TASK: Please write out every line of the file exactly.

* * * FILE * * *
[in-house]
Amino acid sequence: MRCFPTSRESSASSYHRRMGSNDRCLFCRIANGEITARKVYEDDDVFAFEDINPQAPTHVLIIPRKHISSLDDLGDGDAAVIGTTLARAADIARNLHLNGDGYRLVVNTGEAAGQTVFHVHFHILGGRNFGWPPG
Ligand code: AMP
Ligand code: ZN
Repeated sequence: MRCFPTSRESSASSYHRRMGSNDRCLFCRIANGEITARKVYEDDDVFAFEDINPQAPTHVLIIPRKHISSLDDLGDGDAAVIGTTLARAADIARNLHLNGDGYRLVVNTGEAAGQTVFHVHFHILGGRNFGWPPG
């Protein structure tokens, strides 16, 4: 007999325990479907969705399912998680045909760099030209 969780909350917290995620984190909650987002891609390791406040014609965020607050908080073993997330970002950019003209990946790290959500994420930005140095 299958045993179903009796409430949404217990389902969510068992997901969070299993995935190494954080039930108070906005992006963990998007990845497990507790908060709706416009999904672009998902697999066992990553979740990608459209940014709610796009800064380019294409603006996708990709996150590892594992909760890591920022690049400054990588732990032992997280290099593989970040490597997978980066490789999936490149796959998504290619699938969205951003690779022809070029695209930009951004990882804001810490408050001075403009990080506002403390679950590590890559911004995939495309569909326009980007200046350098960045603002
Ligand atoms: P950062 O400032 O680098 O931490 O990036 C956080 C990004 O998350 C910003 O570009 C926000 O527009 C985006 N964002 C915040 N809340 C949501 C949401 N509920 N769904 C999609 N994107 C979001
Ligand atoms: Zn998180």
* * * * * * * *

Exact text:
[in-house]
Amino acid sequence: MRCFPTSRESSASSYHRRMGSNDRCLFCRIANGEITARKVYEDDDVFAFEDINPQAPTHVLIIPRKHISSLDDLGDGDAAVIGTTLARAADIARNLHLNGDGYRLVVNTGEAAGQTVFHVHFHILGGRNFGWPPG
Ligand code: AMP
Ligand code: ZN
Repeated sequence: MRCFPTSRESSASSYHRRMGSNDRCLFCRIANGEITARKVYEDDDVFAFEDINPQAPTHVLIIPRKHISSLDDLGDGDAAVIGTTLARAADIARNLHLNGDGYRLVVNTGEAAGQTVFHVHFHILGGRNFGWPPG
């Protein structure tokens, strides 16, 4: 007999325990479907969705399912998680045909760099030209 969780909350917290995620984190909650987002891609390791406040014609965020607050908080073993997330970002950019003209990946790290959500994420930005140095 299958045993179903009796409430949404217990389902969510068992997901969070299993995935190494954080039930108070906005992006963990998007990845497990507790908060709706416009999904672009998902697999066992990553979740990608459209940014709610796009800064380019294409603006996708990709996150590892594992909760890591920022690049400054990588732990032992997280290099593989970040490597997978980066490789999936490149796959998504290619699938969205951003690779022809070029695209930009951004990882804001810490408050001075403009990080506002403390679950590590890559911004995939495309569909326009980007200046350098960045603002
Ligand atoms: P950062 O400032 O680098 O931490 O990036 C956080 C990004 O998350 C910003 O570009 C926000 O527009 C985006 N964002 C915040 N809340 C949501 C949401 N509920 N769904 C999609 N994107 C979001
Ligand atoms: Zn998180």